Revisit your job description

Use your job description as a framework to assess where you exceeded expectations, which parts of your job you found challenging, and which areas you could develop more.

Use the STAR method

This is a simple way to sum up succinctly how you approached a task, your contribution, and what the outcome was:

  • Situation/Task: describe what it was, and the goal it set out to achieve
  • Action: what did you do/organise/delegate/order/supervise to achieve the goal?
  • Results: what did you achieve?

Use numbers and statistics

Metrics and key performance indicators are your friends when it comes to self evaluation. Include the numbers to back up your statements – you increased customer footfall by 30%? Put that number in.

Reiterate results

Don’t assume the leadership team will remember everybody’s contribution to the business results. As obvious as it may seem, mention the specific role you played in delivering results throughout the year.

Bring everything back to the company

Align your achievements to the company’s aims and objectives, and point out how much you personally contributed. Again, back this up with some numbers.

Include others’ feedback

The CFO praised you for getting your figures in well ahead of the deadline? The intern learned a new skill because you took the time to teach her? People are often more than willing to provide a testimonial. Add their constructive feedback to your self-assessment.

Run it past a trusted friend

We’re often too modest when it comes to highlighting our achievements, or facing realities. Ask a trusted colleague or friend to read through your self evaluation to see if it’s a fair representation of all you have achieved and experienced. They may suggest things you have forgotten or disregarded.

Check for typos, grammar, and spelling

You want to make the best impression on management in your self-assessment. Proofreading your self evaluation and correcting any errors gives a good impression of thoroughness and care.

An example of a good self assessment

Sofia works as the leader of a website marketing team. She has been asked to prepare a self assessment as one of her performance reviews that may lead to a promotion to a more senior role. She has kept notes of all her achievements and challenges throughout the past year and found writing the self assessment fairly straightforward to write. She ran it through a spell checker and asked her trusted friend and colleague Femi to look through it.

Sofia wrote:

My positive qualities

  • I am a person with a naturally positive attitude, and I always try to find the best outcome for the whole of my team
  • I am a good communicator and I keep everyone informed of what is happening with each project every day
  • I enjoy solving problems, and this year I found a way to use our software that meant we could do things 50% faster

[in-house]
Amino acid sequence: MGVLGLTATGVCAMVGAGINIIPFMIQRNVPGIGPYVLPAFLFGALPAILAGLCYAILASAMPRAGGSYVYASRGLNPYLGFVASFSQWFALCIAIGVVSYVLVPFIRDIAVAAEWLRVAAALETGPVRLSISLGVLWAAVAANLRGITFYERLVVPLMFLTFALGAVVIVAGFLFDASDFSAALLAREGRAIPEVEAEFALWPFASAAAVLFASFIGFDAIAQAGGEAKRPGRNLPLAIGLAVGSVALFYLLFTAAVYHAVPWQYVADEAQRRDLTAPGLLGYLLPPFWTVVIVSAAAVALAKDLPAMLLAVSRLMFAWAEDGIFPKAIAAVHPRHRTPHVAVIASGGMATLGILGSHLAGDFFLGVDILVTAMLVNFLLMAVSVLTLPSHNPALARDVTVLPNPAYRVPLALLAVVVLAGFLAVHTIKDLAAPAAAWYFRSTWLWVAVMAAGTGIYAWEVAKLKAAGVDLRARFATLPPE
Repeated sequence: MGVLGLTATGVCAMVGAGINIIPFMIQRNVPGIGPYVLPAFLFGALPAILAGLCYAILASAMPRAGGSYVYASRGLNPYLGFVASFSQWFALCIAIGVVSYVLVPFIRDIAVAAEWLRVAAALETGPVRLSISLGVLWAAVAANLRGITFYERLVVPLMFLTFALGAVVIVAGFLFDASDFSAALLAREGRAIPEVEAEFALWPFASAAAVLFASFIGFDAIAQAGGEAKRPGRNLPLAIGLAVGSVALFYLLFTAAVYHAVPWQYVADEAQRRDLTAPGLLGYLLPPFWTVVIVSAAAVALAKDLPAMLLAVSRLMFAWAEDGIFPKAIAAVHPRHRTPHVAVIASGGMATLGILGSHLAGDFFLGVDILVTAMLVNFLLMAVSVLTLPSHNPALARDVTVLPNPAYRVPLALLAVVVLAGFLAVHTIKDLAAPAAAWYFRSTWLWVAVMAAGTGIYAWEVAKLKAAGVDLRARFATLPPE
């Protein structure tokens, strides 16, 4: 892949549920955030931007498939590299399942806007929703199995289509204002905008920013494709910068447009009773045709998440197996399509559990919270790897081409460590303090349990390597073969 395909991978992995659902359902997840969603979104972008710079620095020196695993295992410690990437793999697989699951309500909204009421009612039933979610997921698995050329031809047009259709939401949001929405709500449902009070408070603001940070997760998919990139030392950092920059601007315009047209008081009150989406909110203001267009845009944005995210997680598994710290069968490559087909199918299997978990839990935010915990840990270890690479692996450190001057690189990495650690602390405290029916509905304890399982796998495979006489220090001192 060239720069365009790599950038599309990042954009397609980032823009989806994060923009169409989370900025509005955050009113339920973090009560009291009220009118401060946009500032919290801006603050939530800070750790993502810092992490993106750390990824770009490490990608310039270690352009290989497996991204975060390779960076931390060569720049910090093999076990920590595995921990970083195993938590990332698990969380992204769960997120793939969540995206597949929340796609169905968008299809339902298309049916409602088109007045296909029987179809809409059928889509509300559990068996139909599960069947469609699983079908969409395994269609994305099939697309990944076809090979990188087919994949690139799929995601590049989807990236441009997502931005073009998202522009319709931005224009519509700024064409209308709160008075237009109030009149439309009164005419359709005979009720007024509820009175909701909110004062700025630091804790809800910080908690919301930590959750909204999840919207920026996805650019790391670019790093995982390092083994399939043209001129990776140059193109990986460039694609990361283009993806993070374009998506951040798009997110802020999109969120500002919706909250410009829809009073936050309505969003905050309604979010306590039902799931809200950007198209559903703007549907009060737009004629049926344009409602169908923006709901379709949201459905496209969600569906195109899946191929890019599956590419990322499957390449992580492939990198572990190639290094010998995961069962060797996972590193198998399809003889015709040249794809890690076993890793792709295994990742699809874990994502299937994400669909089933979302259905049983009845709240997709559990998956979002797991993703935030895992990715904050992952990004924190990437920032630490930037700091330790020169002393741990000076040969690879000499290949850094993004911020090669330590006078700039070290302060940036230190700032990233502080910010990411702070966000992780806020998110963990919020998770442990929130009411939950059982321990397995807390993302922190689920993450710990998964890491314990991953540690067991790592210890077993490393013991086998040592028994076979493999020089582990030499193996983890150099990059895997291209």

My accomplishments:

  • I led the highest-performing team this year, which saw the customer attrition rate fall by 30% – a strategic aim of the company
  • I helped design the social media campaign that increased traffic to our site by 40%. The CMO said, “Congratulations to Sofia’s team for achieving the highest increase in site traffic this year”.
  • Our charity fun run, which I organised, raised $1000 for our local community hospice

My mistakes and challenges:

  • We dropped down the search rankings to 9th place because I didn’t check our analytics frequently enough, but I’m going to set an alert each week from now on to make sure I check them
  • Our customer conversion rates are lower than the forecast
  • I haven’t been able to spend enough time with our interns showing them all the software capabilities

Feedback for management:

  • I feel the customer conversion rate forecast for this year may have been too ambitious
  • Could the IT department take more responsibility for software training?
  • Could we look at investing in new software for checking SEO content?

My professional development goals and priorities:

  • To extend our successful social media campaign to other platforms
  • To put the whole team on an advanced SEO writing course
  • To attend an upcoming marketing conference and focus on working towards brand equity

How we can help

A recent study found that 94% of employees would stay longer if their company invested in their professional development and growth to enable future-readiness.

With this level of self-awareness among employees, particularly younger ones, it has become even more important than ever to listen to employees and their assessments of their job performance.

With our 360 Development solution, you’ll be able to listen to every employee and address their development needs with scalable, personalised programs. You’ll not only invest in the future professional growth and development of the workforce but the business as a whole.

Read the power of feedback: why 360 matters